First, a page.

The last thing anyone wants is to be caught throwing up in a public place, much still, in a bus. Yet there are times when being in such a spot of bother becomes difficult to avoid, all because you are in a moving item and something in your ear fails to balance your body, leaving you dizzy, nauseated and eventually throwing up.
All it takes is that bus navigating a bend or going uphill; a bit of choppy water on a boat; a few turbulence on an airplane; or a fast moving theme park ride to mess up your equilibrium and make you feel disoriented and nauseous.
Motion sickness can make life miserable.
Gladys d’Amour Ingabire is one such person. On a recent journey from Rubavu to Kigali, Ingabire sat in the middle seat at back of the bus.
“The windows were closed because it was raining and I felt suffocated. Next I knew was I was kind of gargling… I couldn’t help puking,” Ingabire says.
Motion sickness is an onset of dizziness, nausea, vomiting, sweating, and a sense of feeling unwell. These symptoms arise from the inner ear (labyrinth) due to changes in one’s sense of balance and equilibrium.
The experience can be as disgusting as it is embarrassing.
Faith Butera, a regular traveller, also reports several likely occurrences while in a bus negotiating a sharp bend. “Whenever we are taking a bend, I feel like throwing up.”
Dr Rachna Pande, an internal medicine specialist at Ruhengeri Hospital, says it occurs when the brain senses motion through input coming from the receptors in limbs, from eyes and the balancing system present inside ear (labyrinthine apparatus) and in brain (cerebellum).
Several studies have also concluded that motion sickness may be triggered by some other factors such as reduced circulation of blood.
Olivier Twahirwa, a general practitioner in Kibagabaga Hospital, says once the brain fails to get enough blood flow, there is a feeling of being light headed. This may be caused by sudden changes in body positions and it is common in individuals with high blood pressure, diabetes or high cholesterol levels.
Similarly, people with inadequate cardiac (heart) function, hypoglycemia (low blood sugar), or anaemia (low iron) are at the risk of motion sickness.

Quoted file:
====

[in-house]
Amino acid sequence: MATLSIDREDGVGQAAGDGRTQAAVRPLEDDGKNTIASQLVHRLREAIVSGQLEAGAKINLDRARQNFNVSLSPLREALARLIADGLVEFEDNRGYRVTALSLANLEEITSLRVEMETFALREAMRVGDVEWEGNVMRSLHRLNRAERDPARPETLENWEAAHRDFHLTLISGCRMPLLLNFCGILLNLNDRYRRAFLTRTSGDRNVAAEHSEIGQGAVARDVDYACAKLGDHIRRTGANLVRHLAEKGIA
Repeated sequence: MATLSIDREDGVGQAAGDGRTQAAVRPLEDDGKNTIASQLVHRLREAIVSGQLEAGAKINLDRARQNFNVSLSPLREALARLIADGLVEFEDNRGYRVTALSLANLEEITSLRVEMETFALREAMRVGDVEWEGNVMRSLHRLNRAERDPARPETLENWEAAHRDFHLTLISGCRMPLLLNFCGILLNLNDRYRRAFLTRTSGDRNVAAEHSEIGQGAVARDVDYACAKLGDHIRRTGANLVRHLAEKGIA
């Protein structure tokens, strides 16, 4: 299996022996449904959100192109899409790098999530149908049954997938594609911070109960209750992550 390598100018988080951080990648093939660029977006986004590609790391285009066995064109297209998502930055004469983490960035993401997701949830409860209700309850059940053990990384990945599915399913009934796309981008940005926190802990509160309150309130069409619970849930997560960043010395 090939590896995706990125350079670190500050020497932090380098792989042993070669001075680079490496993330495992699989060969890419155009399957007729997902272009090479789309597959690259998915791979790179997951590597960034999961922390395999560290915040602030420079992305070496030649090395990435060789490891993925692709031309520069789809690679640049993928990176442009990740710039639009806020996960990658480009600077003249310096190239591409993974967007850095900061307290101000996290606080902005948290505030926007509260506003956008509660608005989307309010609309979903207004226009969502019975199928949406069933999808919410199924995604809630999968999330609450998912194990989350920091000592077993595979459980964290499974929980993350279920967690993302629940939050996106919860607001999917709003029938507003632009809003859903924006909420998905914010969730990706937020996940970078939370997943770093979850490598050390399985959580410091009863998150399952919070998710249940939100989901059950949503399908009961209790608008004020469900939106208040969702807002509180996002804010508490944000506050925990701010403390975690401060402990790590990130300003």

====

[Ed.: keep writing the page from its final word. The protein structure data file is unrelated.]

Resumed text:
Certain drugs also decrease the blood flow to the brain, especially stimulants such as nicotine and caffeine. Some diseases of the nerves can affect balance, such as multiple sclerosis, syphilis and tumors also cause motion sickness.
Anxiety can be a cause of dizziness and light headedness. Unconscious over breathing can be experienced as overt panic, or just mild dizziness with tingling in the hands, feet, or face.
Prevention of motion sickness
However you may escape motion sickness by planning ahead. If you are travelling, reserve seats where motion is felt least:
Dr Pande also says: “One can prevent motion sickness by taking light meals before travelling, looking straight in place of down or sideward.”
Taking a labyrinthine sedative or centrally acting drug like promethazine, meclizine, 30 minutes before travelling helps to prevent motion sickness.
In case of severe problem, keeping eyes closed would be useful as well.
One should avoid rapid changes in position such as head motion while turning and twisting, eliminate or decrease use of products that impair circulation.
These include tobacco, alcohol, caffeine, and salt. Travellers should minimise stress and avoid substances to which they are allergic.
Taking enough fluids to keep the body rehydrated helps to control motion sickness while controlling infections for the ear, colds, flu, sinus congestion, and other respiratory infections.
Individuals subject to motion sickness should not read while travelling, sit in the rear seat or facing backward.
One should avoid strong odours, spicy or greasy foods immediately before and during travel.